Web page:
Moore will not return as App. St. head coach

Posted December 2, 2012

— Jerry Moore, the winningest coach in Appalachian State University and Southern Conference history, will not return as Appalachian State University football’s head coach, director of athletics Charlie Cobb announced on Sunday.

“Following the end of last season, Coach Moore and I sat down and we came to the decision, with the approval of Dr. (Kenneth E.) Peacock (Appalachian State University chancellor) that the 2012 season would be the last season of his tenure as head coach,” Cobb said. “Coach Moore didn’t want to make that decision public before or during the season because, in his typical humble nature, he wanted all of the focus to be on his student-athletes, winning a 10th Southern Conference championship and returning to the postseason for the eighth-straight year. In a fitting sendoff, all of those goals were accomplished.”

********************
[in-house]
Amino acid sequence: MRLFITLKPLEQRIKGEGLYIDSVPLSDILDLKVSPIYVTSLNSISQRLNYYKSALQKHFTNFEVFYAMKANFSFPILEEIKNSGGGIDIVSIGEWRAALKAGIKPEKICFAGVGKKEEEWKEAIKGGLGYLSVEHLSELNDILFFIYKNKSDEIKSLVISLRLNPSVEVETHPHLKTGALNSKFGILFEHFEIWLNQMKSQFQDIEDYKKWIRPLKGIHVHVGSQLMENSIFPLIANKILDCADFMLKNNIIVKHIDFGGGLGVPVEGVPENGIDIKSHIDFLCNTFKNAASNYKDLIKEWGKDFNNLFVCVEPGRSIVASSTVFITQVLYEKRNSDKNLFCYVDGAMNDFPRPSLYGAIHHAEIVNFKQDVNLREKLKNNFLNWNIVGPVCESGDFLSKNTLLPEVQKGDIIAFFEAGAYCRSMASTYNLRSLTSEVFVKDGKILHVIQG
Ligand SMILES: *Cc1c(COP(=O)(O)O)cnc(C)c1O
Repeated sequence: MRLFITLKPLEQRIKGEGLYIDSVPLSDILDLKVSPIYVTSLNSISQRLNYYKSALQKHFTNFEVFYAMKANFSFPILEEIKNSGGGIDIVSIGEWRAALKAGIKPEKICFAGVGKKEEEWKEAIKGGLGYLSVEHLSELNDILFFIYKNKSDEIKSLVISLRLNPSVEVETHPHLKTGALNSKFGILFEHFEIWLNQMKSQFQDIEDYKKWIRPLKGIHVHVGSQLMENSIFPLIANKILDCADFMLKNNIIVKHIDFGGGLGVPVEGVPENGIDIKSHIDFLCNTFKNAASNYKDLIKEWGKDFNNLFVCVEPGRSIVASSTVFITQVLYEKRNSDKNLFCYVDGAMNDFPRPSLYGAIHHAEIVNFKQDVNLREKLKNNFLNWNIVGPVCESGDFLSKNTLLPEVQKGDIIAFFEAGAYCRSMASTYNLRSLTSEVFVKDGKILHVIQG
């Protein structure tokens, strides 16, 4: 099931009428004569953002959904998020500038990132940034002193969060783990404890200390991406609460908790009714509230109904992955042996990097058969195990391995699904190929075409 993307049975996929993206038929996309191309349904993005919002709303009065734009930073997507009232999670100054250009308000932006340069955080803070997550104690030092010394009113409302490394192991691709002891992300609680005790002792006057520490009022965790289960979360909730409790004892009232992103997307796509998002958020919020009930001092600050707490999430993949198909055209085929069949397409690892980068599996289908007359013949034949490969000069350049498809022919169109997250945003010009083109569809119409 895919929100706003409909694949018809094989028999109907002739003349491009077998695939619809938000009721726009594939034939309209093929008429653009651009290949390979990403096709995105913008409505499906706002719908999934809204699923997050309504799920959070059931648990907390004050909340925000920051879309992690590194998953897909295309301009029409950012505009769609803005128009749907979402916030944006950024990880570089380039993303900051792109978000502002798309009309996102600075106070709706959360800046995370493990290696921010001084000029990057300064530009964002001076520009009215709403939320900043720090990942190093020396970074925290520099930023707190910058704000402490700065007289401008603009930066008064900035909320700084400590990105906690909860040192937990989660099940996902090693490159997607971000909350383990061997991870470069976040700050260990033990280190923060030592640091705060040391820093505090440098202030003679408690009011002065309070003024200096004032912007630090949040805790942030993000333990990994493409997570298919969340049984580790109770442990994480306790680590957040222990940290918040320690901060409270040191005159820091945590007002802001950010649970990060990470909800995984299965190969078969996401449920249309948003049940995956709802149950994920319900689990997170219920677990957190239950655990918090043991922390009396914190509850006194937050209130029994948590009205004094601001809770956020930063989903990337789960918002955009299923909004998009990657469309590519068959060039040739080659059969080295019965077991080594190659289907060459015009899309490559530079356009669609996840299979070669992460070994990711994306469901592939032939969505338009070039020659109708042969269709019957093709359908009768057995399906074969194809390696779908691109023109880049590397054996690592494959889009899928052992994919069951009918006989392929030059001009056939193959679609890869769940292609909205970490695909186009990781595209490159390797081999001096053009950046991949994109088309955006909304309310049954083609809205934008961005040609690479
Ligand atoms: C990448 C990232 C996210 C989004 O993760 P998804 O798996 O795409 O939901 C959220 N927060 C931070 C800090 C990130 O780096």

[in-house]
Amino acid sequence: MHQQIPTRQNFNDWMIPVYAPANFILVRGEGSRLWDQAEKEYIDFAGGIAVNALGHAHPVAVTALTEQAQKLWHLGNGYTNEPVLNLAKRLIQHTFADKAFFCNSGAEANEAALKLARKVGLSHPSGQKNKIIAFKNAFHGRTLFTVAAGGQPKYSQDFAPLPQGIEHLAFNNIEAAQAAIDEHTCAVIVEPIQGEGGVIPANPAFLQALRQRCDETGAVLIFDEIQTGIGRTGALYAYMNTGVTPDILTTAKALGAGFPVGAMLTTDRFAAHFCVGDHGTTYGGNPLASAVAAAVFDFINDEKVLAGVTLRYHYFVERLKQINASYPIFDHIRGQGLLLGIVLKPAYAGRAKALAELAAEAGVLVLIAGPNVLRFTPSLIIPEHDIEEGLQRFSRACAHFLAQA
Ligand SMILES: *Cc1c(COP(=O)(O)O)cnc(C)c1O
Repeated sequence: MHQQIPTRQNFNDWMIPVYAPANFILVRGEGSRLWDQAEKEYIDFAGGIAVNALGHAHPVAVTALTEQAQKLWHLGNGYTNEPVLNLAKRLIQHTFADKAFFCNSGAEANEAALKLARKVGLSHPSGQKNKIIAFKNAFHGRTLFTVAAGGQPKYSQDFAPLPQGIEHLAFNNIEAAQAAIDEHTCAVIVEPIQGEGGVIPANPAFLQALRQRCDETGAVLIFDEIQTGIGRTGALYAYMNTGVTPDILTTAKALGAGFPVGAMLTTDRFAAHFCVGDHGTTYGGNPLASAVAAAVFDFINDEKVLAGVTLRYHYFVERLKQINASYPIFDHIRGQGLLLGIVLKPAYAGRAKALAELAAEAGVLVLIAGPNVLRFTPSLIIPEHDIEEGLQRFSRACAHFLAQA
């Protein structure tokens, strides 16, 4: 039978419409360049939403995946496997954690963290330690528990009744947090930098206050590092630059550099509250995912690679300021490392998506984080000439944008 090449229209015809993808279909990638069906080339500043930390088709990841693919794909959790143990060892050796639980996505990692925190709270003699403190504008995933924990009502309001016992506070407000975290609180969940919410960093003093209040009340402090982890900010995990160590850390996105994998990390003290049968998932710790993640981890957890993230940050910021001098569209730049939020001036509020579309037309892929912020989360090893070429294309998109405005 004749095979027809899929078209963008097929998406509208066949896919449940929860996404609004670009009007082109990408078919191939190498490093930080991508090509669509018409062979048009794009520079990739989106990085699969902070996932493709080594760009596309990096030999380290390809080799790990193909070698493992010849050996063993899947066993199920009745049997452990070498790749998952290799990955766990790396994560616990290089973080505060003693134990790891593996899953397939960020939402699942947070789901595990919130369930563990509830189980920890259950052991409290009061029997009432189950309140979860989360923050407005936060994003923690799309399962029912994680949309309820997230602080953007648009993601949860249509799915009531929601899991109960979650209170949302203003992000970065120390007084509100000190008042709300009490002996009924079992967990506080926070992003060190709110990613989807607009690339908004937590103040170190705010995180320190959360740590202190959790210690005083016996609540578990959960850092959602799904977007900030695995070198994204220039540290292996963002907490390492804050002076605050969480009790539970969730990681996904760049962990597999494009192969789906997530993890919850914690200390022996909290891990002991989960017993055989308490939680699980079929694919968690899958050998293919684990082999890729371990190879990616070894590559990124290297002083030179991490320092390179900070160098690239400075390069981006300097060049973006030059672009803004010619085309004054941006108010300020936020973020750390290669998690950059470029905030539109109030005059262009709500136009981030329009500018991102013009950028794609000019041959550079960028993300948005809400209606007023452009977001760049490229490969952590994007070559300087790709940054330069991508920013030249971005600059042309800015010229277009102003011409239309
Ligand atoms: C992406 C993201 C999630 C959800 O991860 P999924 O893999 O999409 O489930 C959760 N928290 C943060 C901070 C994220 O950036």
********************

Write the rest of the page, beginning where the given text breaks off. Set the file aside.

Moore compiled a 215-87 record in his 24 seasons at Appalachian State, including 10 So-Con championships, 18 postseason appearances and three consecutive NCAA Division I FCS/I-AA national titles. In 31 years as a head coach, Moore was 242-135-2, 15th all-time among NCAA Division I coaches.

This year alone, Moore passed coaching legends Bo Schembechler (234 victories), Billy Joe (237) and Woody Hayes (238) on the all-time wins list.

“Words cannot express the gratitude that the Appalachian family has and that I have personally for Coach and Margaret (Moore),” Cobb continued. “Coach Moore is legend at Appalachian State and in college football and we are planning to celebrate his legacy appropriately and abundantly in the future.”